Fingers were invented before forks. Likewise they were invented before spoons, knives, chopsticks, skewers, toothpicks, cups or even straws. Handy things, fingers. As are the foods that lend themselves to being eaten without other implements. No matter how elegant we become at the table, there are always situations in which digital utensils prevail.
Sandwiches are probably the most common finger food in our culture. We’ve all heard that the 4th Earl of Sandwich called for meat between two slabs of bread so that he could continue at the gambling table without going to the dinner table. Yet his being the first is debatable. Breads, such as soft matzah, have been being wrapped around meats and other ingredients since at least the 1st C BC. Ethiopians and others have used torn pieces of bread to scoop up other foods and convey them to the mouth almost as long.
Finger foods traverse a geography and culture. One could start with popcorn, potato chips, pigs in a blanket and pizza. Then there is the heated debate regarding the proper way to eat pizza. One answer is that in the USA, pizza is a finger food. In Italy, it is eaten with a knife and fork. Skewered street foods like kababs and satay are popular across Asia. Bakers excel in finger foods. Certainly no one has suggested that doughnuts or cookies be eaten with utensils. The fingers definitely have the upper hand.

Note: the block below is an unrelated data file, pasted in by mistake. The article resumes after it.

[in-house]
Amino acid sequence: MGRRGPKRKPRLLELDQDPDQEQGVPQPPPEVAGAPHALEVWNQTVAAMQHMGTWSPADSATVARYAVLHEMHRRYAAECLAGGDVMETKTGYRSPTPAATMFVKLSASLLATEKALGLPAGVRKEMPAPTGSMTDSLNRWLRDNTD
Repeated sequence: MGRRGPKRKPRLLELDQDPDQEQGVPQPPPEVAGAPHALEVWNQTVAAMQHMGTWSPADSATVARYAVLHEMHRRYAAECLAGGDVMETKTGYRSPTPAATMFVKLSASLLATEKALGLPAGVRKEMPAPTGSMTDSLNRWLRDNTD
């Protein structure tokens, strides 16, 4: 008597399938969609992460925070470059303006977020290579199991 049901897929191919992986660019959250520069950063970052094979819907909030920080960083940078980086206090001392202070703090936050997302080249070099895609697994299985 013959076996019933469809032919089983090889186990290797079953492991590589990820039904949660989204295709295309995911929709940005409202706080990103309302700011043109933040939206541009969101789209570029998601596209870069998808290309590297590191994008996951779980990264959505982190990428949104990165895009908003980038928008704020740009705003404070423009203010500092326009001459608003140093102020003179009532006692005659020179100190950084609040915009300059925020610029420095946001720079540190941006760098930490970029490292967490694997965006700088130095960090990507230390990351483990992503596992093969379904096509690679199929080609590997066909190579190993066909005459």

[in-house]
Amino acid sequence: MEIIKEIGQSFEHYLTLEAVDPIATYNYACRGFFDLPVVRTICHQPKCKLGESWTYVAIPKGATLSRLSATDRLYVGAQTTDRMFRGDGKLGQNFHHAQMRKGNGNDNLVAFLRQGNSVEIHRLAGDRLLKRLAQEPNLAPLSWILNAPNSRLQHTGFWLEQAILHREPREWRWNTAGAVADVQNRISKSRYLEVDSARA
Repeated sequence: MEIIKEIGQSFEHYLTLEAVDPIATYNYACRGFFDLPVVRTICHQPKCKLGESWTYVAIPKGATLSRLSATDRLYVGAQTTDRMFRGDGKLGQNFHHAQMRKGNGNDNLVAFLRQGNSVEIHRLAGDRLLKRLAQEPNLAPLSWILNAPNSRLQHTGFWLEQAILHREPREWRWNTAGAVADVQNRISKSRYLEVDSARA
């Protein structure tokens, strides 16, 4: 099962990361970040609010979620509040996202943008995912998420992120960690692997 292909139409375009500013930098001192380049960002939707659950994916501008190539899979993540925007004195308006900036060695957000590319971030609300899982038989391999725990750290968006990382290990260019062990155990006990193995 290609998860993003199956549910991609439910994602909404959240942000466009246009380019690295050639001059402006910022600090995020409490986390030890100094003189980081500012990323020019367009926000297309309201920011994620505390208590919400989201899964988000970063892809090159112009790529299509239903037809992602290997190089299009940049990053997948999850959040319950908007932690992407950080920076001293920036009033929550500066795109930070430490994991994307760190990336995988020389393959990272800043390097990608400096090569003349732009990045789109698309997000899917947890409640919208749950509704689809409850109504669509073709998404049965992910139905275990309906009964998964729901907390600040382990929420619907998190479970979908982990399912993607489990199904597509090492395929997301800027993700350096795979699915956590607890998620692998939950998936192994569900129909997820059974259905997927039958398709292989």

At the other end of the spectrum, we have tartlets, caviar, pate, uncommon mushrooms and bruschetta. Caviar is so delicate a commodity that it must be prepared with non-metal utensils before it is carried to the mouth by hand in a warm blini. Bruschetta has acquired a certain panache to go with its universal popularity. Nor are sautéed mushrooms in an elegant pastry cup offered on a silver salver hard to enjoy.
Given that it is time for the annual festivities, how better to enjoy an interesting conversation with old or new friends while sipping a glass of something cheerful and nibbling on some flavorful tidbit? If it’s your party; you need to be out there enjoying it. Slaving beforehand is not desirable. Using prepared ingredients in interesting combinations cuts the effort, particularly all the wonderful savory jellies we can find at our market. My pantry has an entire shelf devoted to them. We’ve previously published in these “pages” finger foods recipes suitably festive for the season, including Ponzu Shrimp and Endive with Hot Pepper Jelly. Today we’re combining local savory jellies and jams to offer Savory Jellied Tartlets, which sound and look like a lot more effort than they take.